Renault boss Cyril Abiteboul admits the sport faces a "struggle" if it is to agree a 2021 engine formula acceptable to all.
Fact is, the powers-that-be are aware of what is wrong with the current formula but are struggling to find a new formula that will please the manufacturers, the teams, FOM, maintain the sport's increasingly green drive yet please the fans.
FIA president Jean Todt has already ruled out a return to the V10, V8 or V-anything formulas of the past, insisting that anything other than building on the current hybrid platform would not be accepted by society.
Consequently, according to Abiteboul, whose company was one of the main driving forces behind the hybrid formula, insisting it would leave the sport unless the move was made, admits that finding a solution acceptable to everyone is not going to be easy.
"You need to satisfy car makers who are financing the sport in the current model," he told Motorsport.com. "Maybe a different model could be found where car makers are not so important for the business model of the sport, but it's not currently the case. You need also to satisfy the fans, you need to satisfy the customer teams, so that question is not an easy one to resolve.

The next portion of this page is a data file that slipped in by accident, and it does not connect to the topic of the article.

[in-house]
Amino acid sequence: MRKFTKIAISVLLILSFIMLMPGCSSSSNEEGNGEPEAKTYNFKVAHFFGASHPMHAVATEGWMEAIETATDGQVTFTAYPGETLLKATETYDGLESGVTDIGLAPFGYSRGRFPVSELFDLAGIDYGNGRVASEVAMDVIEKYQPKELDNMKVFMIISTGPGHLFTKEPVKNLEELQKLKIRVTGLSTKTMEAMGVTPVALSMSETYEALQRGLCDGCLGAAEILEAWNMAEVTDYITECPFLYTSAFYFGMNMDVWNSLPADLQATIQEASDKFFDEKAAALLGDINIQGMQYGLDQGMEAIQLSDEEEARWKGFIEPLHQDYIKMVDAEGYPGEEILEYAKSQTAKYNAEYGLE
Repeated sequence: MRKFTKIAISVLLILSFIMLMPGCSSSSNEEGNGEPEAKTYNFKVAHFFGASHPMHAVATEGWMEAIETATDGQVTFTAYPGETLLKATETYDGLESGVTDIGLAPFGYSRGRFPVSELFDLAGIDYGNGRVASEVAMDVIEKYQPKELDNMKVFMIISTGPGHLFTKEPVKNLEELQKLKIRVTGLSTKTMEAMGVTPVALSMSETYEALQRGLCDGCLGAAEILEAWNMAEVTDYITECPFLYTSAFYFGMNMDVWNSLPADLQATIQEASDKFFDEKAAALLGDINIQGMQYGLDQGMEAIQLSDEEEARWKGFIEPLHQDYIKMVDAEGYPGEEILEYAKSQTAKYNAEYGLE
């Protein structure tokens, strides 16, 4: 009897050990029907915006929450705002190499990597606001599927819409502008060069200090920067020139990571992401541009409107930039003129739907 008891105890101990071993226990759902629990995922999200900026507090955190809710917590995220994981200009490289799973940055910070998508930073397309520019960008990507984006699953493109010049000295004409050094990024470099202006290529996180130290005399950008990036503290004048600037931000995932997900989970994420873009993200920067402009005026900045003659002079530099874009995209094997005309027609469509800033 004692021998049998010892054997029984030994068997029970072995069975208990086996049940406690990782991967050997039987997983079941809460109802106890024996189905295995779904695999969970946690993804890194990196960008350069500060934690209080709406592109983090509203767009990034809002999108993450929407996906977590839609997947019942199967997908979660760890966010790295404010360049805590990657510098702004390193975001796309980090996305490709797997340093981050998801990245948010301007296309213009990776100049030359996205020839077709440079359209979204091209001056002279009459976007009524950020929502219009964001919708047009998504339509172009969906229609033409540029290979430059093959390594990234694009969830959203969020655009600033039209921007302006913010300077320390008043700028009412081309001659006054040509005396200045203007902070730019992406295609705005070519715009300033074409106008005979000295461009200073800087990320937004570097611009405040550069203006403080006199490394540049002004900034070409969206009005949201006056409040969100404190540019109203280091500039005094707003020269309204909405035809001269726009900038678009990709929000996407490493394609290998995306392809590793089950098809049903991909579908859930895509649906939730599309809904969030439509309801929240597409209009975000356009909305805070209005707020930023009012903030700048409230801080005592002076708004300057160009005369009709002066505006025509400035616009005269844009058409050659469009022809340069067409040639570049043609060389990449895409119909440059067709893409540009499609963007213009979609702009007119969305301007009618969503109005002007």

"I think there can be some consensus found on the diagnosis," he continued, "what's good, and what's bad with the current formula.
"I think a solution will be more difficult to find, not just because of political reasons, or because of competitive advantage, although there will always be a little bit of that with people that are currently at the top who will try to protect the advantage that they built, and that's fair enough.
"Apart from that I think what will be a struggle for the group will be to find the right answer to a diagnosis which I think is well shared between the teams, the FIA and Liberty.
"Electrification is never going to go away," he insisted, "that's for sure, so we need electrification, we need hybrid. We need possibly more in the mix between ICE and hybrid, but, having said that, we cannot do that to the detriment of the show. We need noise, we need F1 to be blasting for the fans, and we don't deliver that at the moment."
Another element is cost, with Red Bull having made clear that unless it can source a competitive engine at less than ten million it will (once again) consider leaving F1.
"Without going into technical details, and again all the analysis is shared by everyone, it's also too expensive for the car makers, it's too expensive for the customers. So a budget cap will help, all of that we agree.
"But where do we go next? That will be the challenge," he admits, "but it's a challenge that is a common challenge. So with a common challenge I'm hopeful that with all the brains that we have in this paddock, we'll be able to find solutions."
At which point, bearing in mind that along with those brains come egos and self-interest, the expression 'don't bet on it' springs to mind.